With only three Canadian dates and just a handful remaining on the entire tour, the Rob Zombie and Marilyn Manson show set for London’s Budweiser Gardens on Wednesday (Aug. 14) was already a special show before it even began. The shock rock duo have been touring as The Twins of Evil for quite a while and the surprisingly, the show felt more like a grand rock show than it did a classic horror double feature.
Manson played a 70 minute set heavy on popular tracks from his hit albums Antichrist Superstar and Mechanical Animals, but aside from burning a bible during the song Antichrist Superstar, there was no real horror, evil or shock to be found – it actually felt more like an Iggy Pop show, including that moment where Manson pulled his pants down and paraded around the stage with his bare ass exposed for nearly an entire song.
For his credit, Manson is more of an artist than a musician. His music and stage show are a bit like macabre paintings in the spirit of Ken Currie’s Head Of The Idealist or Theodore Gericault’s Anatomical Pieces. It is art brought to life by a master.
Manson’s show also featured multiple costume changes (including four costume changes just for the microphone itself) and a bit of rockstar angst where he would kick, toss or just plain drop the microphone, mic stand or anything else that was in his hands. There appeared to be two flashlight wielding roadies on standby to locate and reset the mics before the next time he needed them. The overall vibe gave the impression he was either a great actor or he was pissed drunk.
One of the great moments of the show was when Manson moved to the pit in front of the stage and started interacting with the fans – even allowing a young boy to sing Beautiful People with him. His control and influence over the audience is astounding – and maybe that’s where the real horror comes into play. The audience sang along most of the show, including chants like “Kill, kill, kill for me” from one of his latest singles Kill4Me.
As a fan of the radio hits, it was an interesting show that borrowed more from David Bowie and Iggy Pop than it did scaring or shocking the audience – but none of it mattered. Manson has nothing to prove to the non-faithful.
If there was a friendly competition for audience reactions, Rob Zombie was the clear winner tonight. Right from the moments the lights went out, it felt electric. Zombie and his band came busting out onto the stage blaring Dead City Radio and the New Gods of Supertown. As the songs progressed, it was clear Rob Zombie was in the mood for a good time. He spent much of his time moving across the stage and jumping off one of three giant platforms at the front of the stage. His energy was on fire as he plowed his way through three massive hits right at the start of the show – Superbeast, Living Dead Girl and More Human Than Human.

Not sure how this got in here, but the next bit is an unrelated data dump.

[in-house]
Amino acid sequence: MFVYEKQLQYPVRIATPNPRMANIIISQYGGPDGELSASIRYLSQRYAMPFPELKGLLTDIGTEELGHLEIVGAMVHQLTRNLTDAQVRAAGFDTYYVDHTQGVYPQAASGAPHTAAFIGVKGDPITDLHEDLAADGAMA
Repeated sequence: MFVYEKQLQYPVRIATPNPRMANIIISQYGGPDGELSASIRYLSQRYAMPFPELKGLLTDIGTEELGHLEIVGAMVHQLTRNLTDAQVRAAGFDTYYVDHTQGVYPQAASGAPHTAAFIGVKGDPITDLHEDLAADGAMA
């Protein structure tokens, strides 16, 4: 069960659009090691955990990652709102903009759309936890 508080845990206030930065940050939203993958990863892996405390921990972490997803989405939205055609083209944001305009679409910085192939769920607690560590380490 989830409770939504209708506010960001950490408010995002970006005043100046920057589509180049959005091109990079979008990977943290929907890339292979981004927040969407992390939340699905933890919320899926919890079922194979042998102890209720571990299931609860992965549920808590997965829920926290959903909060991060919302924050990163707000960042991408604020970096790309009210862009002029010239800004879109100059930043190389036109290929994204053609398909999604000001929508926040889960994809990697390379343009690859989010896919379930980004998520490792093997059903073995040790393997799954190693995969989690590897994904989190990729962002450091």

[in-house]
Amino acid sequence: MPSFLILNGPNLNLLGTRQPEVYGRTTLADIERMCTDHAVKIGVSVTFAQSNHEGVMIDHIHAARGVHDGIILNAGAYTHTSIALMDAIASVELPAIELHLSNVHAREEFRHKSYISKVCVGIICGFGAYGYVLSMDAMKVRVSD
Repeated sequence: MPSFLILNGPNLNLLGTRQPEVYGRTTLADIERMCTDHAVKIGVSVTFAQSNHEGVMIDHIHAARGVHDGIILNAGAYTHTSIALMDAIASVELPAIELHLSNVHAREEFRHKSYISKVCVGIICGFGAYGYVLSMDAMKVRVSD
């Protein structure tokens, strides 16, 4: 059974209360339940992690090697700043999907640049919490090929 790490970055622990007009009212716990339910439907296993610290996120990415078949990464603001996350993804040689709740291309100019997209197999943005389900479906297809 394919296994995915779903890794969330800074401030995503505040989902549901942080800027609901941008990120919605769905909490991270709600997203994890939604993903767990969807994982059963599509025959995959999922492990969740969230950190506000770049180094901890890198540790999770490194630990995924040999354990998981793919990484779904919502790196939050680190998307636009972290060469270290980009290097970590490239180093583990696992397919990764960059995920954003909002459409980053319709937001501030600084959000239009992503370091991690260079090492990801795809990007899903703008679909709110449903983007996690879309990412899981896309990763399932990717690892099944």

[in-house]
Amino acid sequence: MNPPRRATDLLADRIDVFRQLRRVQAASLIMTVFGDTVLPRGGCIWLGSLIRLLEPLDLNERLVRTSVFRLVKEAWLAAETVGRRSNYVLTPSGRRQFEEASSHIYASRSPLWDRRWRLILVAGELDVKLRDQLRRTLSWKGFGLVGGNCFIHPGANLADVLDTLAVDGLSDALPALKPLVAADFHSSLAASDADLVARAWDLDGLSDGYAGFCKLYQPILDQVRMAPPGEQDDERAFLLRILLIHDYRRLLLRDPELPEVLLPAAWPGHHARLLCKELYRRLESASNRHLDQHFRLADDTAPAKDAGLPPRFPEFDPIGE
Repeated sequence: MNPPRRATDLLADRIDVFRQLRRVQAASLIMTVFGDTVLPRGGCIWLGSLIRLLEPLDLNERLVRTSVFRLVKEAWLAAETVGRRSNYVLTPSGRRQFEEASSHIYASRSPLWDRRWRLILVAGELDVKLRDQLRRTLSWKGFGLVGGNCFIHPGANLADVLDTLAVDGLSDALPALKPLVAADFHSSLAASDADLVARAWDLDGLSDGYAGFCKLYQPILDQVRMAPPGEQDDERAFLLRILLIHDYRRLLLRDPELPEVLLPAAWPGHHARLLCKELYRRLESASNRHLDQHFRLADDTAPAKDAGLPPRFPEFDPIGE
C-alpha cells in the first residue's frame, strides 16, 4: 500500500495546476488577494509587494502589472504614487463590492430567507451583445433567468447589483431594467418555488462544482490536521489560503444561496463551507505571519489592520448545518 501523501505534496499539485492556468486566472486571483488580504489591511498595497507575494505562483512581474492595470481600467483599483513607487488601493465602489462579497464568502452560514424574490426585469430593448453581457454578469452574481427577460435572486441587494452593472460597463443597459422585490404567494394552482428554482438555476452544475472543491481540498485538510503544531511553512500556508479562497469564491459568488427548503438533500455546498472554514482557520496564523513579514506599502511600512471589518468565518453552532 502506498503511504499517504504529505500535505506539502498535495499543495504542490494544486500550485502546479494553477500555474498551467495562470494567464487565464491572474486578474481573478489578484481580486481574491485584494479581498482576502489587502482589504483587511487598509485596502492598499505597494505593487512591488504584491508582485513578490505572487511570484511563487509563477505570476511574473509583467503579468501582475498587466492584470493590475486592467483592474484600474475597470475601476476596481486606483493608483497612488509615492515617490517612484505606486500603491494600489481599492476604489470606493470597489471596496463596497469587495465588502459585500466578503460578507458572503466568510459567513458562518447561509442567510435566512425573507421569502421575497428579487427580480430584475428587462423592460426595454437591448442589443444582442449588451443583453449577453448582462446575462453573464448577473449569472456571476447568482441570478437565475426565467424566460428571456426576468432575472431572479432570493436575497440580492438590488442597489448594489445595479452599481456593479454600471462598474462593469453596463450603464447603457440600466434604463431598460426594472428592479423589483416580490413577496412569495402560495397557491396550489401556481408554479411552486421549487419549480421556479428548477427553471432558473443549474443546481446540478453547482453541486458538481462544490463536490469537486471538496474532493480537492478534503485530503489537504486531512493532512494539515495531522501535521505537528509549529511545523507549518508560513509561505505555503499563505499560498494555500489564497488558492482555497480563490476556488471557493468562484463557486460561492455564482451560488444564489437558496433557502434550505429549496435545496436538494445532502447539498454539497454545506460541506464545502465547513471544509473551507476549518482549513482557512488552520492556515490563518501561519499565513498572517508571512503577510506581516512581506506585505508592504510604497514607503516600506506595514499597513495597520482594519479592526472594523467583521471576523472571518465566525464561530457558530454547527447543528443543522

The later, of course, was one of the songs from his days with White Zombie, as was Electric Head, Part 2: The Ecstasy and Thunder Kiss ’65. But it didn’t matter if it was something from White Zombie, one of the Rob Zombie solo albums or covers like Blitzkrieg Bop or Helter Skelter. Zombie’s songs all work well together. There’s a unique sound that binds them all.
The audience seemed to love Well, Everybody’s Fucking in a U.F.O. and Pussy Liquor, giving the show more of a soft-core porn vibe than anything one would expect from The Twins of Evil.
This was a much different show from the horror laced lighting and pyro when I last saw Zombie in Vancouver years ago. That show was darkly lit, felt heavier and a bit eviler than this one. But I love this newer Zombie much more. He has more energy, passion and sincerely seems to love what he does – and the fans love it just as much as he does. The flashy video screens still gave the show it’s b-horror film vibe and the bouncing boobs on the screen in Pussy Liquor had everyone cheering, much like they used to, but Zombie and his band (John 5 on guitar, Piggy D. on bass and Ginger Fish on drums) really took this show to a new level. John 5’s guitar solo, especially, was stellar and playfully included a few Led Zeppelin riffs for fun. He shredded his way through an exciting solo surrounded by video screens filled with spinning pentagrams and a massive 666 at the front of the stage – all while Zombie made his way around the arena with a flashlight shining on the crowd.
Aside from the controversy TMZ tried to stir from an incident involving a female fan that grabbed Zombie during this part of the show (he retaliated by reaching out and grabbing her hair), this was a great night – with a good dose of hard rock, famous rockers and big giant arena shows.
Toronto/Las Vegas rockers Palaye Royale opened the show.
Photos by Dan Savoie